Although there was no between-group difference in the ISS and RTS scores, there was a higher proportion of patients with coagulopathy upon arrival and lower impact of coagulopathy on outcomes in the elderly group compared with the non-elderly group. We excluded patients with a history of taking anti-coagulants or anti-platelet agents; however, the various physiologic derangements and coexisting diseases in elderly patients might affect their coagulation function. Moreover, they are various modifications of the blood coagulation system that accompany the aging process. The plasma levels of some factors (such as fibrinogen, factor VII, and factor VIII) have been reported to increase with aging [24, 25]. Further, increased TF expression and availability, which could augment factor VII, have been reported in elderly patients . These age-related changes could induce the hypercoagulable state and secondary hyperfibrinolysis [24, 25]. Therefore, the risk for coagulopathy, which was determined using the aforementioned markers, could be lower in elderly patients. However, since these procoagulant proteins are normally present in plasma in large excessive amount, the pathophysiologic significance of the relatively small aging-related changes remains unclear.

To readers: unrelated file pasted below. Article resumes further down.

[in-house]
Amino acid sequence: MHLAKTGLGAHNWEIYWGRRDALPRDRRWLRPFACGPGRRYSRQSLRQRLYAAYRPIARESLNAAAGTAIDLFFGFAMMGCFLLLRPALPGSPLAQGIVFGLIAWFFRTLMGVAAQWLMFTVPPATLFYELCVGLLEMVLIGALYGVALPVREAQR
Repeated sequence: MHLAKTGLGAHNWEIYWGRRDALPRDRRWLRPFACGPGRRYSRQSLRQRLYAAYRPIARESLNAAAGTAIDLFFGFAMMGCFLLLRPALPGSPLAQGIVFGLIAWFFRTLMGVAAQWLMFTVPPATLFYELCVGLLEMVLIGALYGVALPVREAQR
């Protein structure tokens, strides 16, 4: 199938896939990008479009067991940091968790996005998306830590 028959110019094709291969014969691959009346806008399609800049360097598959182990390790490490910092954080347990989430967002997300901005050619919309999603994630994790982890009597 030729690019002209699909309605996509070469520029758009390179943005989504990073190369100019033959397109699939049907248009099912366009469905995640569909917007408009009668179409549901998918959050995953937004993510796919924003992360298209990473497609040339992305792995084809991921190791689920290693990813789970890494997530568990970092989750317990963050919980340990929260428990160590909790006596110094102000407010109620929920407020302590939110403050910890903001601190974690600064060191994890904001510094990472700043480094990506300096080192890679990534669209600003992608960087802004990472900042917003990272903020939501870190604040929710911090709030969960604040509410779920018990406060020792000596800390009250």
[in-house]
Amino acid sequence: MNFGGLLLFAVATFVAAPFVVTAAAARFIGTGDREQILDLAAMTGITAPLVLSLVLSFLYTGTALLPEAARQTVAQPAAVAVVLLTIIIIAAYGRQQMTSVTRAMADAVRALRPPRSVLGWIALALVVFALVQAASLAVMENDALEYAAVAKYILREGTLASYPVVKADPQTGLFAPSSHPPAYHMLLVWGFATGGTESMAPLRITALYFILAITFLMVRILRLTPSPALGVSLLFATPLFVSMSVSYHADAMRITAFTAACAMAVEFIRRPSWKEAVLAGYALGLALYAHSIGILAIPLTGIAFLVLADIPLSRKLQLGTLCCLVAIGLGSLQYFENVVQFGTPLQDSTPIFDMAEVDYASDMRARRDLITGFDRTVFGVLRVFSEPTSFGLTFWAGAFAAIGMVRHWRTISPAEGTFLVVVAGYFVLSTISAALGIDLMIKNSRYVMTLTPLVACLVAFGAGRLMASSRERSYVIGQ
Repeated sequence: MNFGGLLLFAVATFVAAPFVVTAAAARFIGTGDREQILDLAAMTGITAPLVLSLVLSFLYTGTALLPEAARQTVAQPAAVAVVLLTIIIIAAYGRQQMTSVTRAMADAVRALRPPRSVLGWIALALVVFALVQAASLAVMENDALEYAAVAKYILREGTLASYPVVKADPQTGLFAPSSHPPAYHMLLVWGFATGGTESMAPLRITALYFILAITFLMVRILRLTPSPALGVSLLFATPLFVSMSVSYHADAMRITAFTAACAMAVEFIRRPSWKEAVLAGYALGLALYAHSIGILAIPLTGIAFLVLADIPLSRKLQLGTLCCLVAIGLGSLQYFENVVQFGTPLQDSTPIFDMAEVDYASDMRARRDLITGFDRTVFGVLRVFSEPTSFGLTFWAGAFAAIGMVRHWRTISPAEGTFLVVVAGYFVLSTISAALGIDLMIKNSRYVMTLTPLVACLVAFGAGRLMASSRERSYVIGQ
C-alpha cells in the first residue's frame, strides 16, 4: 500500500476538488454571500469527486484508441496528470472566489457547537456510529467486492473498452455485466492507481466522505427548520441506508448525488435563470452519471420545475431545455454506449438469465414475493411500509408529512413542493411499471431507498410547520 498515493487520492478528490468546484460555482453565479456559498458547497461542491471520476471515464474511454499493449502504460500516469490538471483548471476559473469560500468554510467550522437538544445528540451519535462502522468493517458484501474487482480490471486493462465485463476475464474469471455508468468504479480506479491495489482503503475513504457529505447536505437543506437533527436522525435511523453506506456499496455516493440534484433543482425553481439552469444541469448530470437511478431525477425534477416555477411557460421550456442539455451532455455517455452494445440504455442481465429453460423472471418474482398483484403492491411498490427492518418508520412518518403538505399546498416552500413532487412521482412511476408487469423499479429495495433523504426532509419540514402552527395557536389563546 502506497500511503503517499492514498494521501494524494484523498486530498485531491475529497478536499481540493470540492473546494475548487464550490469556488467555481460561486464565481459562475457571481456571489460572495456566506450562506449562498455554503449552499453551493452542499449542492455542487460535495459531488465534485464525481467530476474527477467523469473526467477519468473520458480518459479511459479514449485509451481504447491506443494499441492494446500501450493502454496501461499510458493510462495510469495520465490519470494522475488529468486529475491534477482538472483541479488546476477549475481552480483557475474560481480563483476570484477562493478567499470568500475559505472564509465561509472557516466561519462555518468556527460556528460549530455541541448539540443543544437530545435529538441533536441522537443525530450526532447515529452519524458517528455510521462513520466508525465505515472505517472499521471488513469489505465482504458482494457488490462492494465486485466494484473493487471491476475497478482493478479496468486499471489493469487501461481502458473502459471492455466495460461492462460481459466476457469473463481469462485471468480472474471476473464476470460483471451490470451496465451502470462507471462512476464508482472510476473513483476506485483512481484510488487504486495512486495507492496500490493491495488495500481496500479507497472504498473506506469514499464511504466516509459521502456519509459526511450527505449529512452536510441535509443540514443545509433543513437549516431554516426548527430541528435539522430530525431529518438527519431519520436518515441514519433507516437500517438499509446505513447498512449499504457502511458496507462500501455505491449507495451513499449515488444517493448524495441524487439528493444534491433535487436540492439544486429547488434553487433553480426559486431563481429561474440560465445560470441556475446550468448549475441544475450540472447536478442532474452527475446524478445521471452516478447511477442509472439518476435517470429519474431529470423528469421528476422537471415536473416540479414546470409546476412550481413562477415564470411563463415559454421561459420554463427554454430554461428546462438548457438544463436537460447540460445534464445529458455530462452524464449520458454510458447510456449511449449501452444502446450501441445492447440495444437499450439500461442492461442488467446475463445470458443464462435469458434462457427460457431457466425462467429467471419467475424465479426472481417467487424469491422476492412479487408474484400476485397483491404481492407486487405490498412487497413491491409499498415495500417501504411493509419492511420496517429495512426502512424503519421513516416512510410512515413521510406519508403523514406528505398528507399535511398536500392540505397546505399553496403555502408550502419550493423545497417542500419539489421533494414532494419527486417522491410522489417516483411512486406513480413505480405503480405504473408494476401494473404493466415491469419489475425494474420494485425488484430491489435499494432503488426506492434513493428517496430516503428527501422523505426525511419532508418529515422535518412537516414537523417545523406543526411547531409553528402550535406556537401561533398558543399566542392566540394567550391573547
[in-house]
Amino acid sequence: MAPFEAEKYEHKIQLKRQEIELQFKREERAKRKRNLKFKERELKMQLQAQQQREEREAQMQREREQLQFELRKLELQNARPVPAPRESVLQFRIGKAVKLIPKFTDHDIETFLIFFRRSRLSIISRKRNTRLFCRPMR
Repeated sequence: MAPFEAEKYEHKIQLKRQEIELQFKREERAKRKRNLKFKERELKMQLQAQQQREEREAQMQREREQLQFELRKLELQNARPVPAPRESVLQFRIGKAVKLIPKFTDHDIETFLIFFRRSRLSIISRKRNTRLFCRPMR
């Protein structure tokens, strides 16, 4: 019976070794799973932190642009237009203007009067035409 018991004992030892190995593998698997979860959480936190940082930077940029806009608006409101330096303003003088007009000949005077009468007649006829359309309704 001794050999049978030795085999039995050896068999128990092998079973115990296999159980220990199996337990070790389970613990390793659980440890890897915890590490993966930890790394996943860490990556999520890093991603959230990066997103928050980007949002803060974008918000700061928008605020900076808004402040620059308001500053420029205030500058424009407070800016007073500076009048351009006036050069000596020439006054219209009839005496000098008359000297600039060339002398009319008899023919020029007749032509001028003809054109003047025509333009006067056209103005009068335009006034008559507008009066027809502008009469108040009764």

There have been reports of aging-related cerebral atrophy and diffuse gray matter loss, which indicates that elderly patients might have a smaller brain volume compared with non-elderly patients . Therefore, geriatric patients are generally less likely to present neurological signs resulting from increased intracranial hemorrhage given their brain volume reduction, even in those with severe intracranial injury [28, 29].